Wenger is one of the best in the business at developing young talent. Arsenal's reserve squad is packed with talented youths. Arsenal have an established playing style from the youth academy to the first team to ease the transition. The rest of the midfield is settled and experienced enough for a campaign without their current captain.

The only thing lacking for a young player to truly break through is minutes. Fabregas's departure would provide them.

It happened in the wake of Viera's traumatic exit, it could easily happen again.

 

To End the Distraction Created by Rumors Surrounding Fabregas

The soap opera that is Fabregas-to-Barça has been tiresome for all involved. It has persisted for so long in large part because there is truth to it. Fabregas has always felt the pull of home.

He has been a loyal servant to Arsenal, but was never unequivocal enough to silence the press on either side of the channel. Barcelona must surely take some of the blame as well, but after so many years of the same, perhaps it is time to see these distractions as an inherent downside to an otherwise exemplary player.

In a sport where team unity is so fundamental, a captain who sends mixed signals to the Spanish press year after year, and provides amble reason to doubt his long-term commitment to the club can eventually become a liability.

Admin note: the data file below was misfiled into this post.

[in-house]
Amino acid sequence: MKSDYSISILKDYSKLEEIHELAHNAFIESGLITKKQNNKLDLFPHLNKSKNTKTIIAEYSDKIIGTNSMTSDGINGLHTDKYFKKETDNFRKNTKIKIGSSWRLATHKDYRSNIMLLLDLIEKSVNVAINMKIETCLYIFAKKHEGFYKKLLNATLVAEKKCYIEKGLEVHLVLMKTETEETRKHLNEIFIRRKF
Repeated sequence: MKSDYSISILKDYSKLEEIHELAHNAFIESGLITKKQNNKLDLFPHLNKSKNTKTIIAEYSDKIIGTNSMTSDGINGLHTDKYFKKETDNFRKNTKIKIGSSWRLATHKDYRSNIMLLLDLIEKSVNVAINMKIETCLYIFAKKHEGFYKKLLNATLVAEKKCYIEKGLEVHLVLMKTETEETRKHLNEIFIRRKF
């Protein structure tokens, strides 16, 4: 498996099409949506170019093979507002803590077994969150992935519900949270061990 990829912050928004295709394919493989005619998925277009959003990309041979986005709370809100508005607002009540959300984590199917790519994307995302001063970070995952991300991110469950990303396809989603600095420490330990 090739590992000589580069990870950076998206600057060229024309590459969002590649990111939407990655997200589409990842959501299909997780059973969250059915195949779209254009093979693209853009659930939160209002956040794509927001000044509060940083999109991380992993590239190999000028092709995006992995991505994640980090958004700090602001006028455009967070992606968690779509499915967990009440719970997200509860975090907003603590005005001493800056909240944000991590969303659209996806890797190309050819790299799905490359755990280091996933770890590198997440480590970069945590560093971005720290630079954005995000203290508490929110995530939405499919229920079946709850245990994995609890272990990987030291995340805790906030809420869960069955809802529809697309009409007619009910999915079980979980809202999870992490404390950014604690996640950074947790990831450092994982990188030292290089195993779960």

So far, that negative aspect of retaining Fabregas has been easily outweighed by everything his performances bring to the team. Yet as the offers grow, surely this must factor into Arsenal's cost-benefit analysis.

 

To Avoid Keeping a Player Against His Will

As mentioned above, team unity is essential. Nothing is more disruptive to dressing room atmosphere than a player who doesn't want to be there.

If press reports are to be believed, Fabregas has already told Wenger that he wants to leave. If this is the case, Arsenal have little to gain by forcing him to stay.

Virtually every club that finds itself in a similar situation decides to acquiesce to the player's wishes for a very good reason: It is simply not worth it to push a player to the point of rebellion.

A long term contract may tie a player to a team, but it cannot guarantee attitude or performance. Since the margins between winning and losing are often so small, a single disgruntled player can have real consequences in results. He can also negatively affect teammates, as Ronaldinho's final season at Barcelona so clearly demonstrated.

A better strategy is to get the maximum performance from a player, but to sell him before the problems start.

It is hard to imagine Arsenal's captain behaving in this way, but everyone has their limit. Arsenal would do well to not push Fabregas past his.

 

In Sum

Wenger is surely aware of all of these factors. The other side of the argument is also compelling, but history has shown that when the right circumstances present themselves, Wenger will not hesitate to sell any player, even his captain.

We may be approaching one of those moments now. Arsenal fans should prepare themselves and accept that it may be for the best.